06 / 09 / 2004 Marema Touré Thiam: I don't think anybody wants to leave their country to become a prostitute on a street in Milan, Barcelona, or Paris
The Forum's "141 Questions" (119): "Immigration: is there a solution to inequality?" Marema Touré Thiam, subdirector of the Central of Bank of the Western African States (Senegal), and Aderanti Adepoju, director of the Human Resources Development Center of Lagos (Nigeria), shared with the participants in today's sessions experiences and testimonies on human migration. The speakers and numerous public participants agreed that migration is the logical consequence of the need to improve people's conditions of life and people should never be treated as criminals.
"Human migratory movements contribute to the reduction of economic inequalities, especially for women, who, when they leave their countries, are fleeing other kinds of oppression, not only economic, but also social and cultural," Marema Touré Thiam stated at the Haima stage. She explained that she is an example of the positive effects of migration. The current subdirector of the Central Bank of the Western African States of Senegal, lived in France for many years "where I received a training that allowed me to move forward in life."
Aderanti Adepoju, director of the Human Resources Development Center of Lagos (Nigeria), agreed with Thiam and added that "Immigration forms a part of human culture, it is the result of economic inequality and now, paradoxically, can be a contributing factor to encourage inequality." Adepoju reminded us that Spain "has historically been a country of emigrants and today, fully integrated in the European Union, has become a country that receives many immigrants."
Adepojou defended that the children of Westerners "do not want to do the jobs that they don't like, but immigrants are willing to do them to improve their lives. This produces a certain complementary nature to the situation," the director del Human Resources Development Center of Lagos stated.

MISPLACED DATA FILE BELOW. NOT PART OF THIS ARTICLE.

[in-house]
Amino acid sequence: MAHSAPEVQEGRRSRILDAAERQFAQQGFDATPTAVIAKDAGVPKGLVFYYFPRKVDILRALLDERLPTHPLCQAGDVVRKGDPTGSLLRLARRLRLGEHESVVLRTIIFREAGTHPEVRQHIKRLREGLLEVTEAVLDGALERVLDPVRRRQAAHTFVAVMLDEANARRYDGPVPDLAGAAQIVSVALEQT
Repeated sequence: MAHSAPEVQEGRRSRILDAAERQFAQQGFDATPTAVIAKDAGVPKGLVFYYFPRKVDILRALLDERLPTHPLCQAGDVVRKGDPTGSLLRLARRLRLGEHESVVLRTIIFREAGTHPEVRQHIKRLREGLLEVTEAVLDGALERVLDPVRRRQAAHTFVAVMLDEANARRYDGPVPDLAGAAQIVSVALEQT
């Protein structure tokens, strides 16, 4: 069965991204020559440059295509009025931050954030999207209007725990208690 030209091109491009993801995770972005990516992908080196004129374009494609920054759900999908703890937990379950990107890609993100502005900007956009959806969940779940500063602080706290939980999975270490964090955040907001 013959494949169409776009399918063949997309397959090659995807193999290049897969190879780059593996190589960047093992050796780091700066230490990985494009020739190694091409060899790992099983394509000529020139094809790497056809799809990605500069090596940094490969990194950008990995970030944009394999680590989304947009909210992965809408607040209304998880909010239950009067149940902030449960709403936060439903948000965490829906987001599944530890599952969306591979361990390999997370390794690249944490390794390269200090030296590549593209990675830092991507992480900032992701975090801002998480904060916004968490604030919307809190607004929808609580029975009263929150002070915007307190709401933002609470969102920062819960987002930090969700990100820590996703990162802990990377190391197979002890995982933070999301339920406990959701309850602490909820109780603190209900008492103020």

In response to the participation from the public, who talked about the illegal African immigrants who reach the coasts of Europe, Adepoju explained that many of the illegal immigrants "already live in an irregular situation in their countries of origin. In any case, in general, immigrants are victims of a lot of abuse, unlike foreigners with a specific profession such as doctors, scientists, or nurses, who live in the West: 50% of the doctors who work in the United Kingdom are foreigners." Thaim, added that she doesn't believe "that anyone wants to leave their country to work as a prostitute on any street in Milan, Barcelona, or Paris. The majority of these people are victims of the mafia."
Asked if she thinks that immigrants are cheap labor that the West needs to maintain their economic development, Marema Touré reminded us that, according to the statistics of the European Union, immigrant workers will be fundamental for the future as the European population grows older. Touré proved to be firmly against the massive immigration of Africans to Europe because "people who leave can lo longer work for their country." What we need in her opinion, are for the most disadvantaged countries, such as Senegal -as Spain, a few decades ago- to receive the help of developed countries because the clandestine immigration loses all of its purpose."
Diverse interventions from the public, who explained their own experience as Andalusian immigrants in the post-war period to Catalonia, showed their sympathy and respect to people who currently see themselves as forced to migrate to another country to look for a better future because, as a visitor said, "they also know how hard it is to leave their land to survive."
Thiam and Adepoju agreed with the arguments from he last public participant, a young Venezuelan who demanded a structural change in the institutions and the world government so as not to fall into an ingenuous position in respect to the migratory movements that are currently taking place in the world."